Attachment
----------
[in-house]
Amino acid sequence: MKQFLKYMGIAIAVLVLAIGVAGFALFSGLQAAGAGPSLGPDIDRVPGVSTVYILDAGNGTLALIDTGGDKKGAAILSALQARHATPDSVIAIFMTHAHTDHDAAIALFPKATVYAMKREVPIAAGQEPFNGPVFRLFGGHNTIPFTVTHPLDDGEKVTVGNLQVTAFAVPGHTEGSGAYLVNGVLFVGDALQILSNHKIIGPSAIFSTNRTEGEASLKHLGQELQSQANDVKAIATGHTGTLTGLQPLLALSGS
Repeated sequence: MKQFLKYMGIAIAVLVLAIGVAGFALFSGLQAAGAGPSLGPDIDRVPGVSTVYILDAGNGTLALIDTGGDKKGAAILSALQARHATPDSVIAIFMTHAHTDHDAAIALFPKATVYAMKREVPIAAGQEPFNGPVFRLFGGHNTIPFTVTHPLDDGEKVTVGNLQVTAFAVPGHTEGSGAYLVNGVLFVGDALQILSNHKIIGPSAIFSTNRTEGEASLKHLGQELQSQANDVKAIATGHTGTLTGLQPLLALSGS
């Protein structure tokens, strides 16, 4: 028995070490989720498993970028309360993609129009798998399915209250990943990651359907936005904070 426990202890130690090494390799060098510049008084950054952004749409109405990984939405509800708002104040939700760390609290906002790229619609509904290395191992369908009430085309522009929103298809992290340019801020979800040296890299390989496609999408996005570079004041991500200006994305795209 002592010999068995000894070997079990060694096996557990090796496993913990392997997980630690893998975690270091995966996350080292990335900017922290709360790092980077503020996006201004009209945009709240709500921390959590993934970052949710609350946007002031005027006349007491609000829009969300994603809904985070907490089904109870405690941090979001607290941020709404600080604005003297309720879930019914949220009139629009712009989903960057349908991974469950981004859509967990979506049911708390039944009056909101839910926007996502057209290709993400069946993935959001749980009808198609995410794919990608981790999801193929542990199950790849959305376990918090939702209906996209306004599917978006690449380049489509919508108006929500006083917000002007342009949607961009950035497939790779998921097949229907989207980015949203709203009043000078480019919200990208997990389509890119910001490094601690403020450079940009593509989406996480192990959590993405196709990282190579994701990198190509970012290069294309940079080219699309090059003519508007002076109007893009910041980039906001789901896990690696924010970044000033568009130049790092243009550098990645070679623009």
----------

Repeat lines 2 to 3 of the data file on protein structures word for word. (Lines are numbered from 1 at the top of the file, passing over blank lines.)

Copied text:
Amino acid sequence: MKQFLKYMGIAIAVLVLAIGVAGFALFSGLQAAGAGPSLGPDIDRVPGVSTVYILDAGNGTLALIDTGGDKKGAAILSALQARHATPDSVIAIFMTHAHTDHDAAIALFPKATVYAMKREVPIAAGQEPFNGPVFRLFGGHNTIPFTVTHPLDDGEKVTVGNLQVTAFAVPGHTEGSGAYLVNGVLFVGDALQILSNHKIIGPSAIFSTNRTEGEASLKHLGQELQSQANDVKAIATGHTGTLTGLQPLLALSGS
Repeated sequence: MKQFLKYMGIAIAVLVLAIGVAGFALFSGLQAAGAGPSLGPDIDRVPGVSTVYILDAGNGTLALIDTGGDKKGAAILSALQARHATPDSVIAIFMTHAHTDHDAAIALFPKATVYAMKREVPIAAGQEPFNGPVFRLFGGHNTIPFTVTHPLDDGEKVTVGNLQVTAFAVPGHTEGSGAYLVNGVLFVGDALQILSNHKIIGPSAIFSTNRTEGEASLKHLGQELQSQANDVKAIATGHTGTLTGLQPLLALSGS